March 30, 2017: It takes a village....
All text and images copyright Michael E.
Lockwood, all rights reserved, unless otherwise noted.
John Pratte sent this to me recently, and asked that I share it here.......
building a client's 22", I was struck by all the American amateur
astronomers / entrepreneurs who have contributed to the project:
- You made the 22" f/3.3 quartz primary and quartz secondary.
- Carl Zambuto coated them (Note: Carl coats for his clients and LCO, not the general public).
- Gary Myers (StellarCAT) made the ServoCat.
- Roger Greenwood (Astrocrumb) made the filter slide.
- Charlie Starks (Markless Astronomics) made the tablet stalk.
- Rigel Systems made the Quikfinder red-dot zero-power finder.
- Randy Cunningham (AstroSystems) did the secondary holder, dew heater, and shroud.
- Ron Newman at Moonlight supplied the anodized truss poles.
- Ron Keating made the Dewbuster and fan speed controller.
- The scope is collimated with Howie Glatter's laser and Tublug, but also the autocollimator and center spot from Jim Fly (Catseye Collimation).
Feathertouch focuser was originally designed by Werner Schmidt, but
then perfected and manufactured by Jon Joseph at Starlight Instruments.
- And Al Nagler (TeleVue) and Jon Joseph created the SIPS corrector/focuser not to mention the TeleVue Ethos eyepieces that work superbly with modern, faster optics.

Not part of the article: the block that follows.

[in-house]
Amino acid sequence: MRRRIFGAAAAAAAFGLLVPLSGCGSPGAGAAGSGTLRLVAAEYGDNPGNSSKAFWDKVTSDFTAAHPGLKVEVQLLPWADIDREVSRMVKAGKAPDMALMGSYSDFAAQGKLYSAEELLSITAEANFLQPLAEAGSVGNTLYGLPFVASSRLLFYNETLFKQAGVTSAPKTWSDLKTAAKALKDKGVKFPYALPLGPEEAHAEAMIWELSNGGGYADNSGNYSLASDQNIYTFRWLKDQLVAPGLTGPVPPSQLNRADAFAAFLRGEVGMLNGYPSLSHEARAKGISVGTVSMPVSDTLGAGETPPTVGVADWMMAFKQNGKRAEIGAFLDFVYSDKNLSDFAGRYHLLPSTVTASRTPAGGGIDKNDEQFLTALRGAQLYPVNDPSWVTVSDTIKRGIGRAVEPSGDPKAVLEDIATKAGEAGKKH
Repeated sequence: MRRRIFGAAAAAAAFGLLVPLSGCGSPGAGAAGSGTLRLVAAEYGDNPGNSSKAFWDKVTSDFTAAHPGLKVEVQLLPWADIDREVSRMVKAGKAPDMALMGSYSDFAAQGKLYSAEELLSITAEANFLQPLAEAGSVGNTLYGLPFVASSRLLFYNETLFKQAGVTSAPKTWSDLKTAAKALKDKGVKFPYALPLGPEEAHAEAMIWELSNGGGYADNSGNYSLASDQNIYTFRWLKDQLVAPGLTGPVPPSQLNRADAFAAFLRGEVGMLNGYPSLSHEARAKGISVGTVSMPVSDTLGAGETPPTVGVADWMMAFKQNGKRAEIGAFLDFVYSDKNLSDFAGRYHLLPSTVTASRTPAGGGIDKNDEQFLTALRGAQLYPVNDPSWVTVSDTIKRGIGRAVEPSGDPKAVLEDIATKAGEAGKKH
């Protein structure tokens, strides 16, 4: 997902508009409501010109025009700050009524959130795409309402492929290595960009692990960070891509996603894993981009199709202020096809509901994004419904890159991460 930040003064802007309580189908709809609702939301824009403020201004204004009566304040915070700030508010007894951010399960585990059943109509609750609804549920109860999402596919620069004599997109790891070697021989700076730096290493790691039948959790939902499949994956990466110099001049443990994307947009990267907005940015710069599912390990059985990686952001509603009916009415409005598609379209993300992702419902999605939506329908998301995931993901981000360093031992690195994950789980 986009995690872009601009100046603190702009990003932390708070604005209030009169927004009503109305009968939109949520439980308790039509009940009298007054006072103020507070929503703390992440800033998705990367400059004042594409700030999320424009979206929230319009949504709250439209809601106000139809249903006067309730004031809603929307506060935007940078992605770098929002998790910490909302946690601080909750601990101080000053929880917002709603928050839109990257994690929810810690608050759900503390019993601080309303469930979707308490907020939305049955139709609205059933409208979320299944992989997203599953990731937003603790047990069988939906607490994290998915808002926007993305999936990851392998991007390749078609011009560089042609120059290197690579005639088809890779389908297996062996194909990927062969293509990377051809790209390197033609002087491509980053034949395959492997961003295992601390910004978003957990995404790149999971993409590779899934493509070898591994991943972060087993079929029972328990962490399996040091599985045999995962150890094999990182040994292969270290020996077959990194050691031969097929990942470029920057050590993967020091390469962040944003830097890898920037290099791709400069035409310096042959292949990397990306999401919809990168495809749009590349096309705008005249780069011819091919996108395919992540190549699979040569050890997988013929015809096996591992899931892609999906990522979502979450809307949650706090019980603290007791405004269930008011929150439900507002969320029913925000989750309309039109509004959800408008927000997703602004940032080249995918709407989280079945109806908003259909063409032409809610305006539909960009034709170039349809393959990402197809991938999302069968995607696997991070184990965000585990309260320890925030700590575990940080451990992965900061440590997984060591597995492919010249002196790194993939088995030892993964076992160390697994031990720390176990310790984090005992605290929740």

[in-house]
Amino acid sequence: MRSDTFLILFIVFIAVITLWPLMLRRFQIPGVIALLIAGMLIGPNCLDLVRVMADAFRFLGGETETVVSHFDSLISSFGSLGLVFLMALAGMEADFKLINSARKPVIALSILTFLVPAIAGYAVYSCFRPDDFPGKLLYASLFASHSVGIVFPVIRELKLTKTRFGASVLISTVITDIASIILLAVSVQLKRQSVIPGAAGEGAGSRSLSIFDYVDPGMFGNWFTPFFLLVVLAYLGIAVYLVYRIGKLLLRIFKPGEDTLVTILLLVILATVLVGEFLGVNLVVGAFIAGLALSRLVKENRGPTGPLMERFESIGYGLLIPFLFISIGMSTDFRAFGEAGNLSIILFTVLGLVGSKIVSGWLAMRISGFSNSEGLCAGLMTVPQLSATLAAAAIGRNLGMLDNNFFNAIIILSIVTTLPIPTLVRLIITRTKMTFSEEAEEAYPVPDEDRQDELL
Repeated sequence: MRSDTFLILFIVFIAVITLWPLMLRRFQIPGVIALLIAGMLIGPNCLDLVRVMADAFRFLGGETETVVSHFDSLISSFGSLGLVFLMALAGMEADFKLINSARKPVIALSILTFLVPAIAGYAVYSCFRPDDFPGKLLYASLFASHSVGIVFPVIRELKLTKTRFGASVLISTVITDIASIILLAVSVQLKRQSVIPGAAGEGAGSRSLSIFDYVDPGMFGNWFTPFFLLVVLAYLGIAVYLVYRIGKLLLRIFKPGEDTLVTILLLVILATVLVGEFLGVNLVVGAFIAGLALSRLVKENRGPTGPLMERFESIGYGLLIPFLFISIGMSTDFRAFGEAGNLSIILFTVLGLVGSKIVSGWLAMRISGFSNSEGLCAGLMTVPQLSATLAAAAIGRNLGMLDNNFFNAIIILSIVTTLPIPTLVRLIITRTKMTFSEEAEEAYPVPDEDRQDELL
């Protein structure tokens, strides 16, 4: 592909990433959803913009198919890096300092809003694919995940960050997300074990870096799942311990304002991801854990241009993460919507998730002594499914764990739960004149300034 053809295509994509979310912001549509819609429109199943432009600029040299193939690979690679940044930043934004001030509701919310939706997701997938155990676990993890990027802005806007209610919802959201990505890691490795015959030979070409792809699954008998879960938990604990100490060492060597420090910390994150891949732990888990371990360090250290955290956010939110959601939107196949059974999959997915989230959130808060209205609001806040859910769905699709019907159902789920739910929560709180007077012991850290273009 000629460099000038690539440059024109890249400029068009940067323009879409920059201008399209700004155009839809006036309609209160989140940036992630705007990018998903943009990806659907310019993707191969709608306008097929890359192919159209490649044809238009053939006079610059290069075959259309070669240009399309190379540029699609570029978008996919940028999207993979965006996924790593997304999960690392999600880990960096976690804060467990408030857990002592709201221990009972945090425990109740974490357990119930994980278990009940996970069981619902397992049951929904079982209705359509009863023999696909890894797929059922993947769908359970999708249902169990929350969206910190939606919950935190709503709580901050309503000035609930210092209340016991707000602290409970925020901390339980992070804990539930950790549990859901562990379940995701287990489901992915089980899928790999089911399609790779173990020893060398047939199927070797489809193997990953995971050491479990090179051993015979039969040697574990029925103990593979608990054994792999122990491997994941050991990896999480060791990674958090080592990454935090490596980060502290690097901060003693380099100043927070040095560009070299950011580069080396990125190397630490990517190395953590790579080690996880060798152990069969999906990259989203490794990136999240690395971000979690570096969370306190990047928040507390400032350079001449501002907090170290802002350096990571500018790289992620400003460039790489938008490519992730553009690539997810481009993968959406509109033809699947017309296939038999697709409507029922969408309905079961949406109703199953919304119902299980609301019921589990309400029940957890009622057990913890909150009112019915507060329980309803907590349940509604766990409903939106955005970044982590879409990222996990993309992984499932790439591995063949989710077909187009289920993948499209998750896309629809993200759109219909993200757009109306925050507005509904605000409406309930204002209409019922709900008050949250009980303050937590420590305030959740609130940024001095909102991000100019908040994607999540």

- Finally the basic design by John Dobson was tweaked by Ivar Hamburg, Ron Ravneburg, and Dave Kriege among others which brings us to where we are today, large portable telescopes of excellent mechanical and optical quality."
said John. Hope we didn't forget too many. The scope also
features some international contributions including a Nexus DSC from
Australia and a Stellarvue finderscope (imported).
I have to include John in the final item since he has helped evolve the
design of the modern alt-azimuth Newtonians himself, too.
The 22" f/3.3 telescope, with quartz optics made by LCO, is seen below,
and as I write this it is starting to make its way to the southern US
to join its lucky owner. John's wife, Pat, stands with the
telescope, and provides moral support. Lucky the dog is just seen
in the lower left corner - he welcomes visitors.
Please check back for future installments of "In
Lockwood Custom Optics